Politics and Solar: Governments and Green Energy
It’s no secret that politics enable what energy companies can do in America, and for better or worse – politics is a battleground for the implementation of green energy, especially solar. Even though Americans are as polarized as ever when it comes to the two-party democratic system, more than 80% of Americans are in favor of the reduction in fossil fuel use.
Even though politicians aren’t always keen on staying true to their promises to the people, an overwhelmingly large number of Americans understand that we must switch to alternative energy resources – lest we face the consequences of continued climate change.
In this article, we are going to be taking a deep dive into the effects politics has had on solar energy, and how they have either negatively or positively affected the use of solar energy on a national level. We are also going to be detailing the laws put in place that are for and against solar energy.
Politics and Solar Power In The United States
As we delve into the politics regarding solar energy, we have to first see what our leaders view solar energy as, and what plans they have made to implement this transition into solar and clean energy.
In the United States, President Joe Biden has committed in April of 2021 to halving U.S carbon emissions by 2030, by creating and installing a fully-fledged “carbon pollution-free power sector by 2035.” Although it is far too early to see if he has backed his statement, clean power has already generated as much as 38% of the nation’s overall energy in 2019 – with more to come in the following years.
America is in the right direction in incorporating clean energy, but there is a vocal minority that wants to continue to use energy sources such as coal, because of the large amount of lucrative work it brings into their communities. Senator Joe Manchin of West Virginia has stated that he is uncomfortable with the plans of a larger clean energy sector, stemming from the fact that West Virginia is the second-largest producer of coal in the country.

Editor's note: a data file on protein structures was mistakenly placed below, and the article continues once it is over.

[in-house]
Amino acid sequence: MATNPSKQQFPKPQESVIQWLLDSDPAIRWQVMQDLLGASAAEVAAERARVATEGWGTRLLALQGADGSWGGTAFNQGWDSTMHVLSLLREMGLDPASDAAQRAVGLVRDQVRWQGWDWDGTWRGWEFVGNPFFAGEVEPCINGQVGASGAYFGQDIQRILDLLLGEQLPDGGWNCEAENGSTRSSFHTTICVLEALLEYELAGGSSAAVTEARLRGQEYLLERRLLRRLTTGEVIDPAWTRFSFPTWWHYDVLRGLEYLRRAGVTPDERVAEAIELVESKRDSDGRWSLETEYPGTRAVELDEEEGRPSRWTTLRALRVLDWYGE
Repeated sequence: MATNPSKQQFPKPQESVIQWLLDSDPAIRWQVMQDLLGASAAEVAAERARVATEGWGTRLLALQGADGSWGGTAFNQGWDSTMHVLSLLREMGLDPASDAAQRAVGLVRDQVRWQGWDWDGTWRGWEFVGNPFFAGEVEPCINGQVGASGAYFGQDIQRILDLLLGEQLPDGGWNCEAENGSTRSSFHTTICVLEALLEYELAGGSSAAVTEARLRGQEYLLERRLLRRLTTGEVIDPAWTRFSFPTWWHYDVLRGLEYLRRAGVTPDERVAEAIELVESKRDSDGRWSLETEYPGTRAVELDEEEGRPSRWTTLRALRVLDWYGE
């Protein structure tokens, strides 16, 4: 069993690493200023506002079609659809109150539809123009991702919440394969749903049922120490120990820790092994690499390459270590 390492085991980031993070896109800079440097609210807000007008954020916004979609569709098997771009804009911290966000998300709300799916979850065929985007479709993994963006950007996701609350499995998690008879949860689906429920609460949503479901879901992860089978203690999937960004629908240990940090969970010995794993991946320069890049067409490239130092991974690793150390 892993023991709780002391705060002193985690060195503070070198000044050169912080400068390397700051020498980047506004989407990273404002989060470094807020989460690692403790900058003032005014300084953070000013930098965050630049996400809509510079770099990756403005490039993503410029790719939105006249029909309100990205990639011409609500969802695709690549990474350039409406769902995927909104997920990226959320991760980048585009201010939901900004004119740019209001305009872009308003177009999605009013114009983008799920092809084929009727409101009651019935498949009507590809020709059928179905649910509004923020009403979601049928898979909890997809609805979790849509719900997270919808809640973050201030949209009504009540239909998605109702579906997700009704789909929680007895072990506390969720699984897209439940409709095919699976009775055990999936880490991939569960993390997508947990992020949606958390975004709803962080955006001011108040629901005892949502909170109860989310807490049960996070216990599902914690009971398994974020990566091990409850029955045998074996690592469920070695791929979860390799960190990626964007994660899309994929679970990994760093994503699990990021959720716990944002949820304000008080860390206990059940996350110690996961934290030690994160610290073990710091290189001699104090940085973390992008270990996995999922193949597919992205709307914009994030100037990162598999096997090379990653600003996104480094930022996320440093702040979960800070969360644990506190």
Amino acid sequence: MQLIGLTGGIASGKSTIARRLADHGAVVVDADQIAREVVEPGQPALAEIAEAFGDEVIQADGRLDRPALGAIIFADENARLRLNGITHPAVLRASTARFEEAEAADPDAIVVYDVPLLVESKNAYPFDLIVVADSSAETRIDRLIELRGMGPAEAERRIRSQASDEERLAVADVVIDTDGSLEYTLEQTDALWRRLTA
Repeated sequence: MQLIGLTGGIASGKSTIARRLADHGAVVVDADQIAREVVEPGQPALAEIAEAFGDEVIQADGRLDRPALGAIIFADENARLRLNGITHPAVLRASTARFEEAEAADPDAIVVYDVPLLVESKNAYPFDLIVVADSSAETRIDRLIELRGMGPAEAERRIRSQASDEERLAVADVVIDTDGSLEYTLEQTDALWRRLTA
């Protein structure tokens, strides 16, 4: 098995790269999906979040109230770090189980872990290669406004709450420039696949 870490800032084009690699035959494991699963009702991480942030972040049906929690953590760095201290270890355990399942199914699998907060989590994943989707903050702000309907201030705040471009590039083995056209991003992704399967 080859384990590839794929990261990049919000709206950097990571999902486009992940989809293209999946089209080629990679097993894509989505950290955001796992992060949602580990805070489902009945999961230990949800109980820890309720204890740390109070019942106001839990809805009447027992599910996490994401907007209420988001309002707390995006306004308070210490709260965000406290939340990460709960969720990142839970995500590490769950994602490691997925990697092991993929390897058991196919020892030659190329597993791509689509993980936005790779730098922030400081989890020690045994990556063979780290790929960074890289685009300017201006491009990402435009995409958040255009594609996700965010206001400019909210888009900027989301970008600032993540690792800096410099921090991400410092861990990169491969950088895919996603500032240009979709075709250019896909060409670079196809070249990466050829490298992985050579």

Even with the naysayers, having a new clean energy sector can bring in an estimated 1 million new jobs, with exponential room for growth. As the United States transitions to cleaner energy, it will be up to the engineers and construction workers to establish more efficient buildings and homes that can use clean energy.
Already, in the state of California, there is a solar mandate called Assembly Bill 178. This mandate enforces the law that solar panels must be assembled and installed on all newly built single and multi-family residences after January of 2020. Also, all new apartment buildings that are less than four stories high must be equipped with solar panels. As an added plus, no Home Owners Association in California can deny the installation of a solar module or solar panels on a home within the association.
As a state government, California is already leading the way in the form of adopting solar energy as a mainstay in new residential construction, which can serve as a rallying point for other states within the Pacific-Northwest region to coalescence with. California is already the United States’ greatest economic state, and if they can show that the adoption of solar power is key to stimulating economic growth with an enhancement to the quality of life for Californians, then more states will follow suit. Whether it’s a matter of politics or money, solar energy is going to be a part of this nation’s political landscape, as the US is truly on its way to developing into a more solar energy-friendly nation.
So, in terms of politics having an effect on solar power within the United States, we would say it has been outright positive. With the federal government beginning plans to indoctrinate the entire nation into solar energy and other renewable energy resources, and with its most populated state already transitioning into a new age of solar-powered homes, American politics has surely affected the solar energy industry in a positive way.